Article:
Long Beach resident Hye-sook Kim, 50, bid a farewell last June to her mother. Even before Kim recovered from the psychological shock of her mother’s passing, she was requested to pay $9,700 to the California Department of Public Health (CDPH).
The letter from the CDPH mentioned that Kim’s mother has been a beneficiary of Medi-Cal for 10 years and that the responsibility to cover the unpaid costs is now levied on the family as she owned tangible assets. At the time of her death. Kim’s mother possessed a one-bedroom condominium unit, a 7-year-old vehicle and two bank accounts with remaining balance.
“I’ve already used my mother’s remaining money on her funeral and other costs,” Kim said. “It’s true that I inherited her assets, but I was surprised that I was due to pay almost $10,000 for a Medi-Cal cost.”
The policy that imposes payment on Kim is through the state department’s Estate Recovery Program (ERP). Any cost after a death of a Medi-Cal beneficiary is stipulated to be covered with remaining assets. The cost is proverbially called the “death fee.” The state department also stipulates that the recipient of a dead person’s remaining assets is responsible for providing the payment.
In fact, even those who have received basic treatment or prescription through Medi-Cal is categorized as its beneficiary. Hence, the so called “death fee” could commonly cost up to tens of thousands of dollars.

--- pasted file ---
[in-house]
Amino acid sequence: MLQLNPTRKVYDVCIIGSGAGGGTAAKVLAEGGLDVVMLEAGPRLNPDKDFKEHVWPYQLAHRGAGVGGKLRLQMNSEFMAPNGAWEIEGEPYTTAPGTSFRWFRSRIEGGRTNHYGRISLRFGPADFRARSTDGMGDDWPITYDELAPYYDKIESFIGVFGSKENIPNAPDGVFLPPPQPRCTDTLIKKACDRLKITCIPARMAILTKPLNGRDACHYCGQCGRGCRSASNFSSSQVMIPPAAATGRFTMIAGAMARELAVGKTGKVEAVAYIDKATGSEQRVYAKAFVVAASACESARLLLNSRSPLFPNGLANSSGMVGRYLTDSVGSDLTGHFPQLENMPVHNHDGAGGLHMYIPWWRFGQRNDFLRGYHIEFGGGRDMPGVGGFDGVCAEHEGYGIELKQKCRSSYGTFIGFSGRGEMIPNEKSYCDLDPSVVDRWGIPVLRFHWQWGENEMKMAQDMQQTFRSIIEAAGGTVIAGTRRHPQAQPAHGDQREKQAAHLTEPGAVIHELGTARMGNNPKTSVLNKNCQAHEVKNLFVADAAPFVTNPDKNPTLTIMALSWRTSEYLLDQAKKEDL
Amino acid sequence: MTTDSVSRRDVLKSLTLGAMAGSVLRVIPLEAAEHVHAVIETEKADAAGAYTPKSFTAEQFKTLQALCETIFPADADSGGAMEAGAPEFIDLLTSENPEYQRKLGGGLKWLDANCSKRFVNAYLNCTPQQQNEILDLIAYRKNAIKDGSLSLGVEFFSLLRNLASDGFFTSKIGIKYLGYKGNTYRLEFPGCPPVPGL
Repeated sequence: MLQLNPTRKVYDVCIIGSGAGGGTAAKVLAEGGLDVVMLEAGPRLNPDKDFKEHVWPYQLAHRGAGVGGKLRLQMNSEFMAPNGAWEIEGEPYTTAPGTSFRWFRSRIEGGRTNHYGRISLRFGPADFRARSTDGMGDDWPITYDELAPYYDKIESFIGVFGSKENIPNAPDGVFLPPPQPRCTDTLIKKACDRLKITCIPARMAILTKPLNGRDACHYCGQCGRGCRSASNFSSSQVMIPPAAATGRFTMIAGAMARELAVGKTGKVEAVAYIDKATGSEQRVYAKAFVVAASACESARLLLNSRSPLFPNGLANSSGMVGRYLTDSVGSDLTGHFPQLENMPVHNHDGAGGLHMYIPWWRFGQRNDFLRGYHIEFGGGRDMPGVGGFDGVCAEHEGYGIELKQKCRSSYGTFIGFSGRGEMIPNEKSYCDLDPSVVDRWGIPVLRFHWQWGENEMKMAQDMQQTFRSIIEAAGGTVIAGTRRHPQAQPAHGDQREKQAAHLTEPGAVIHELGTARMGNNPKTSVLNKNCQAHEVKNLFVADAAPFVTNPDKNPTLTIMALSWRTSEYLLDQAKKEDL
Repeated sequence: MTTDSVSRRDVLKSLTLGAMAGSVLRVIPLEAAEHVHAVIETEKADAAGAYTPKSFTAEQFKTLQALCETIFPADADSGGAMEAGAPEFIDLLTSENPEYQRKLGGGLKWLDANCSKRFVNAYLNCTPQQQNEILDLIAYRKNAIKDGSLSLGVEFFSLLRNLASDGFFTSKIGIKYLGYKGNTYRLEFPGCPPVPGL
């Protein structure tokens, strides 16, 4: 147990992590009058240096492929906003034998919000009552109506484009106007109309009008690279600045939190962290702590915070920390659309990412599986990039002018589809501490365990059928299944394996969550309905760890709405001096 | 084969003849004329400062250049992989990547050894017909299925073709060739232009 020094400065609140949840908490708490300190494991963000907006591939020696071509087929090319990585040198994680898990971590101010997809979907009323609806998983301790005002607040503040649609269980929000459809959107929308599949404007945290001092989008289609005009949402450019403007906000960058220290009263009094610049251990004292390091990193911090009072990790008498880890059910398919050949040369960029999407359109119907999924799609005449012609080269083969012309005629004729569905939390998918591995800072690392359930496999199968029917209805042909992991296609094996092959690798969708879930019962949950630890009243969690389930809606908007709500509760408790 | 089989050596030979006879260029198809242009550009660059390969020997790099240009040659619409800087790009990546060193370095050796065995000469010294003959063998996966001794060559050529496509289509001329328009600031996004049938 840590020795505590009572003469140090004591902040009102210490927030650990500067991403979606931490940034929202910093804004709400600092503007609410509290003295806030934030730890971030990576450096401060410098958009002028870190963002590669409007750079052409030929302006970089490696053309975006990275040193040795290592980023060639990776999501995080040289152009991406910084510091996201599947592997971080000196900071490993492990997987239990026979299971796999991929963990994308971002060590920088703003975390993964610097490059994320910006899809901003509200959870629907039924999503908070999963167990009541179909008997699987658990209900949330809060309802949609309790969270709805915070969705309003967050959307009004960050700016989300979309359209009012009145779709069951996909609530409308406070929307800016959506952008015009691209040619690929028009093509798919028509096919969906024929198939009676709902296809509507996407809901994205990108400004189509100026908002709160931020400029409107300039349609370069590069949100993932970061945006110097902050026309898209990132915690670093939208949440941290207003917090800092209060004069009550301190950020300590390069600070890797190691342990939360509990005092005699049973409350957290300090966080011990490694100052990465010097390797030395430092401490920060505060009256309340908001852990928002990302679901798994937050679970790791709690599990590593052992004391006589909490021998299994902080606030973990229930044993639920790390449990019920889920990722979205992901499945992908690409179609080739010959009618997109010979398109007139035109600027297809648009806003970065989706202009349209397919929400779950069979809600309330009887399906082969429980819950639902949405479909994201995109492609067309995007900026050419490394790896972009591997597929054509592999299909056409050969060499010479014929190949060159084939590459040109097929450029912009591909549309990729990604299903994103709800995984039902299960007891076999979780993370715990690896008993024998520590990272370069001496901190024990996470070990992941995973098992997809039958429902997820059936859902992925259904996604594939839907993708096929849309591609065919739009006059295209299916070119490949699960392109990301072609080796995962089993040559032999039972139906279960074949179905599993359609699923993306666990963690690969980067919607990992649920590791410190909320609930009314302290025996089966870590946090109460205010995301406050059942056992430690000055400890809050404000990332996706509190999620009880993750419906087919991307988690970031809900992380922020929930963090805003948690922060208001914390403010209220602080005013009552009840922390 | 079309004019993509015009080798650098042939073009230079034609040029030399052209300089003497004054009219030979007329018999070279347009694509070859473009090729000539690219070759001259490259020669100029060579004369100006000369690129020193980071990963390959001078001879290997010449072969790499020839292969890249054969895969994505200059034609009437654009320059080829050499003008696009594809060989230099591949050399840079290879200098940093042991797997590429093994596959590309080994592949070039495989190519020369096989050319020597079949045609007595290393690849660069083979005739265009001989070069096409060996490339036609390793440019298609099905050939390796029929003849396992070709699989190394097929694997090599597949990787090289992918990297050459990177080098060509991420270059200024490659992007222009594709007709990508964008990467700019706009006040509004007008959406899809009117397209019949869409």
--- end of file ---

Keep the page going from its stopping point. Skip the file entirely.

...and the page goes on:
The state department reportedly requested a combined total of approximately $70 million in “death fees” through ERP. That is a $20 million rise compared to five years ago. Many speculate that the state department has been sternly enforcing the regulation to compensate for its reducing budget.
Following the public opposition to the “death fee,” a bill (SB 833) to mitigate ERP’s demands passed last year in the election.
January marks the beginning of SB 833’s effects. Under the changed regulation, the “death fee” cannot be imposed on widows and the subject of Medi-Cal services is now limited to nursing homes and community service hospitals.
In other words, the “death fee” is only applicable if the remaining assets are inherited. Also, property assets that cost less than 50 percent of the county’s average home price are excluded from the subject of the “death fee.”
However, the state department still has not provided a clear guideline on how it will enforce the changed regulation.
◇ What is the Estate Recovery Program?
It is essentially a demand for a refund on medical needs provided to the low income earners during their lifetime. The ones with remaining assets at the time of their deaths are obligated to return parts of them to the state government. The fees usually catch families’ off guard as even a short stay at the hospital could end up costing between $100,000 and $200,000.
Families are required to report the deaths within 90 days. If they are struggling financially to make the demanded payment, written proofs must be submitted.
By Brian Choi